In addition, planning where each interaction leads also allows me to see where the application must automatically jump to a new page when a logic operand is complete or where a ‘back’ button is not necessary, such as the “Progress” pages that only appear once a person has ordered, and once a drink order has been fulfilled by the bartender. These screens then automatically close once the boolean operand is marked as complete, and jump the user back to the menu screen so they may continue to order more drinks.

I put my visual research last so my wireframes are not influenced by superficial design decisions. Once the medium fidelity wireframes are complete, I am then able to focus on creating a cohesive and beautiful interface. What I hoped to gain by creating an inspiration board was inspiration from other dark UI’s in order to narrow down what color palette, out of the pre-existing ideas I had, to use for Skipiit. 
Before I settled on a definite color palette, I wanted to demo the initial dark UI ideas I had as well as their compatibility with the neon blue button color that was a nonnegotiable accent color with the client. Given the fact that the basic page layouts had already been pre-determined by the medium fidelity wireframes, the next step was to figure out which color scheme would work best and where my ideas deviated from expectations.

Round 1.0 (Initial Ideas)

My initial design had a black background with dark grey tones (center screen), but I decided to experiment with a purple and a blue tinted background. I ended up feeling that the blue tinted background was a better fit as I felt that the black background lacked youthfulness and warmth. In addition, 4/4 respondents preferred the blue background as well.

After settling on a dark theme with blue undertones to further compliment the neon turquoise accent color after my initial iteration test, I added a gradient because the dark blue with the neon accents felt a bit extreme on the eyes. I wanted a visual experience that was subtle and enjoyable, especially when being used at night. However, I also wanted it to feel like a luxury experience, with minimally jarring colors.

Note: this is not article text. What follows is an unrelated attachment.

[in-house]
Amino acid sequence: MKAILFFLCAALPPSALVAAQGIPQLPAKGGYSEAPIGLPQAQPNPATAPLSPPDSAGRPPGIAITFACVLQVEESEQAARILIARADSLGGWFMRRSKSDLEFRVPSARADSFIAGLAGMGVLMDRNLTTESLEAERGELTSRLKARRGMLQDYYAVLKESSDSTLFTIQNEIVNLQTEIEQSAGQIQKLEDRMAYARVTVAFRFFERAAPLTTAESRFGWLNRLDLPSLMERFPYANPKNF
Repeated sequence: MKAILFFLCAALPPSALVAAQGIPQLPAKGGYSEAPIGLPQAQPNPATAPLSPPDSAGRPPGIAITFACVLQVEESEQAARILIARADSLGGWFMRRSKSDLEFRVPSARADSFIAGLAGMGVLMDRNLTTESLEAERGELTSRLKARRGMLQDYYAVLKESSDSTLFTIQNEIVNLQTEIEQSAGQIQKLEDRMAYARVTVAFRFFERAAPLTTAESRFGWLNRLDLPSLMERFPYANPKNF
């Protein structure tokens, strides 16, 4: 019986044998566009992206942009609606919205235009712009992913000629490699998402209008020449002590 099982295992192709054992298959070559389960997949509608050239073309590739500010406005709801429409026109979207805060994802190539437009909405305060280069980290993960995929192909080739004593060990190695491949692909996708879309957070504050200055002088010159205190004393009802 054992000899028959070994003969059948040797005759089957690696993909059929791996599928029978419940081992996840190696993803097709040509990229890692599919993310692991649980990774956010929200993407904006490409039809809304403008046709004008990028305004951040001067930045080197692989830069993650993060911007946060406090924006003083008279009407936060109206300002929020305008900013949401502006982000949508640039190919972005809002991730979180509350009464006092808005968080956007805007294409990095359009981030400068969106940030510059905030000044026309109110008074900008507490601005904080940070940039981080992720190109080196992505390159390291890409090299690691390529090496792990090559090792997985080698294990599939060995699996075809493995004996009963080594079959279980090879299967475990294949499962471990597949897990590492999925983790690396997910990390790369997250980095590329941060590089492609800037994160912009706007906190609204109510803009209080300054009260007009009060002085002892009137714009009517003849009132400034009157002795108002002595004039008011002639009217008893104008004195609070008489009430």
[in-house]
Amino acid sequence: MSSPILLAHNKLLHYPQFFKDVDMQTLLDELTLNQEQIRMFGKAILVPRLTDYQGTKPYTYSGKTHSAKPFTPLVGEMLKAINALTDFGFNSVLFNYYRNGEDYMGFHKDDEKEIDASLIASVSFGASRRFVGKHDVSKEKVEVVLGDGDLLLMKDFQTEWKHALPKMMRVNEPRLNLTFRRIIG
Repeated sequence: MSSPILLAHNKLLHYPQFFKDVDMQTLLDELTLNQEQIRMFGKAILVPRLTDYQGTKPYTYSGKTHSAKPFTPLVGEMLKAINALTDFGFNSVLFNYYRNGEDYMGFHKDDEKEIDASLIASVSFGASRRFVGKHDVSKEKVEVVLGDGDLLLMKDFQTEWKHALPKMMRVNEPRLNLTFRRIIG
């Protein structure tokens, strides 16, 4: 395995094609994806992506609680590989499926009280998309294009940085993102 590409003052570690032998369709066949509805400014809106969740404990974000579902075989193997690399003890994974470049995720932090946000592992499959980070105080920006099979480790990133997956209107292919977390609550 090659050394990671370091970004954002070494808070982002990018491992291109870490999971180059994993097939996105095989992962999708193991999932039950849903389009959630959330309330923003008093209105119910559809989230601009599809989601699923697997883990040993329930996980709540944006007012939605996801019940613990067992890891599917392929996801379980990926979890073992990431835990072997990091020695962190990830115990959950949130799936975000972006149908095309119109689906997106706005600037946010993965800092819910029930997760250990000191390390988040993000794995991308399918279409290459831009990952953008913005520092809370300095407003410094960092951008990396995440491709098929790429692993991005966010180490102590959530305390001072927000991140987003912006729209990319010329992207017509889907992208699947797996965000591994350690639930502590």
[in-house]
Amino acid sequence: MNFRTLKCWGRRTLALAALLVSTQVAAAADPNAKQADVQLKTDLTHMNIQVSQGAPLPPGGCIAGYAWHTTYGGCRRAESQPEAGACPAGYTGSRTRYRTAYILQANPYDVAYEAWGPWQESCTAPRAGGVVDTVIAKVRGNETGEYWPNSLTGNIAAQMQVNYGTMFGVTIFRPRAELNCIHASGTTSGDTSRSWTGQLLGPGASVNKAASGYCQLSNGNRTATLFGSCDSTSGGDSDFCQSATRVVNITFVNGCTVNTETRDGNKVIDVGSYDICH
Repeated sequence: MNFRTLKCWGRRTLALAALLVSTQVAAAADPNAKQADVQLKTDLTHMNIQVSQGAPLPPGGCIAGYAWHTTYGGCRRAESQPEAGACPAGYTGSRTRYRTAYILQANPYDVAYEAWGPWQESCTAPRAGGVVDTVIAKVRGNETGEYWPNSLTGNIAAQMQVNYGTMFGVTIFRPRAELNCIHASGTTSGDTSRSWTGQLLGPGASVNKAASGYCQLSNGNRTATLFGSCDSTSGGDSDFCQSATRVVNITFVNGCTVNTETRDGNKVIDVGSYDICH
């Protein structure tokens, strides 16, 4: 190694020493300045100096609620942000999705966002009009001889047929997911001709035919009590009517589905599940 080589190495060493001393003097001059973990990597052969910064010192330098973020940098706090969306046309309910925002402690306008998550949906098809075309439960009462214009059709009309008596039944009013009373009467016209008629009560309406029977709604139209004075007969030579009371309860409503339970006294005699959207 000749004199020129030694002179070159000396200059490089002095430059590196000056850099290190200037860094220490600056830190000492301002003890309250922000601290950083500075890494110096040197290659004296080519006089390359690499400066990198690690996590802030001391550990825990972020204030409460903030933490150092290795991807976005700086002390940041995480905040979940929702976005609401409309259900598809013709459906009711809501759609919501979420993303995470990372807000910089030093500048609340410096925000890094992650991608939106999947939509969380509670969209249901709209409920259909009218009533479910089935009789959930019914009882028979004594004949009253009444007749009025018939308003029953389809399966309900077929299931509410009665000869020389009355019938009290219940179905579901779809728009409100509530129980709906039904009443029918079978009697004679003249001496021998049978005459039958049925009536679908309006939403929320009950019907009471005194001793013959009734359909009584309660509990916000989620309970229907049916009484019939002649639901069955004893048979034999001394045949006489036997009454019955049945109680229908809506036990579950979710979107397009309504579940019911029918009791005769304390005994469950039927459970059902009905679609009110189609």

While I was almost certain I would be going with the gradient dark blue background, I wanted to see how each option would look in greyscale before making a final decision. Accessibility is something that is important to me as a designer (about 4.5% of the entire population is colorblind), and I wanted to ensure that the hierarchy of information was not lost when color was introduced. In addition, I wanted to ensure the gradient background did not impact the visibility of the login fields.  I was particularly surprised to see that once I changed the colors of the social connect buttons, it actually improved visibility in grayscale, versus the semi-gradient blue color I opted for the initial Facebook button.

Color Palette

A nonnegotiable parameter as set by the client, I had little room to flex in terms of picking the accent color. Most of the colors I chose focused around the neon turquoise shade, including the background color and separating containers. 

I decided to go with Lato because I wanted the app to feel as clean, uncluttered, and non-distracting as possible. When users are going out to have a fun time with friends, one would make an assumption that their night is probably filled with enough distractions that, when they are intoxicated and using the app to order, the text options should be as clear and concise as possible. The CEO also commented in his initial interview that he would like the feel of the app to be,”Simple, simple, simple.” Lato was a nice intermediary between simplicity and modernity. 


In the images below, both the before and after screens are shown side by side. On the left are Skipiit’s original designs, and on the right are the after versions.